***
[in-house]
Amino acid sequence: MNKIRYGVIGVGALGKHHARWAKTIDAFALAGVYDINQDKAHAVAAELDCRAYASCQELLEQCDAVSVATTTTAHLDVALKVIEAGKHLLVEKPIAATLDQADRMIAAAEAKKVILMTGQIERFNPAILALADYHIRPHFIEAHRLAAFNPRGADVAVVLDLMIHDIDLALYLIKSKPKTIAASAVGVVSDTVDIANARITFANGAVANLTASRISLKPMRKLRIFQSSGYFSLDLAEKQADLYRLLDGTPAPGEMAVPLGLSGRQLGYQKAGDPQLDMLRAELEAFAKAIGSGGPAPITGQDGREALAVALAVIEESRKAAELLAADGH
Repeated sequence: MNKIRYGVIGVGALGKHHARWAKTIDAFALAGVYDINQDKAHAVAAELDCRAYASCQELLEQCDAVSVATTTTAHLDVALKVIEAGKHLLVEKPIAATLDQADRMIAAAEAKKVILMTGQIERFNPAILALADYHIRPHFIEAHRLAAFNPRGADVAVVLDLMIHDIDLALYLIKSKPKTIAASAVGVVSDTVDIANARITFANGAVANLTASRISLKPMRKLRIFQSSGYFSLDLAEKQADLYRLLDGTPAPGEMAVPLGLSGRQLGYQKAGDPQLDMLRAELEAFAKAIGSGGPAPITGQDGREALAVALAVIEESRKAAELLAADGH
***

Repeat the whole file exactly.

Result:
[in-house]
Amino acid sequence: MNKIRYGVIGVGALGKHHARWAKTIDAFALAGVYDINQDKAHAVAAELDCRAYASCQELLEQCDAVSVATTTTAHLDVALKVIEAGKHLLVEKPIAATLDQADRMIAAAEAKKVILMTGQIERFNPAILALADYHIRPHFIEAHRLAAFNPRGADVAVVLDLMIHDIDLALYLIKSKPKTIAASAVGVVSDTVDIANARITFANGAVANLTASRISLKPMRKLRIFQSSGYFSLDLAEKQADLYRLLDGTPAPGEMAVPLGLSGRQLGYQKAGDPQLDMLRAELEAFAKAIGSGGPAPITGQDGREALAVALAVIEESRKAAELLAADGH
Repeated sequence: MNKIRYGVIGVGALGKHHARWAKTIDAFALAGVYDINQDKAHAVAAELDCRAYASCQELLEQCDAVSVATTTTAHLDVALKVIEAGKHLLVEKPIAATLDQADRMIAAAEAKKVILMTGQIERFNPAILALADYHIRPHFIEAHRLAAFNPRGADVAVVLDLMIHDIDLALYLIKSKPKTIAASAVGVVSDTVDIANARITFANGAVANLTASRISLKPMRKLRIFQSSGYFSLDLAEKQADLYRLLDGTPAPGEMAVPLGLSGRQLGYQKAGDPQLDMLRAELEAFAKAIGSGGPAPITGQDGREALAVALAVIEESRKAAELLAADGH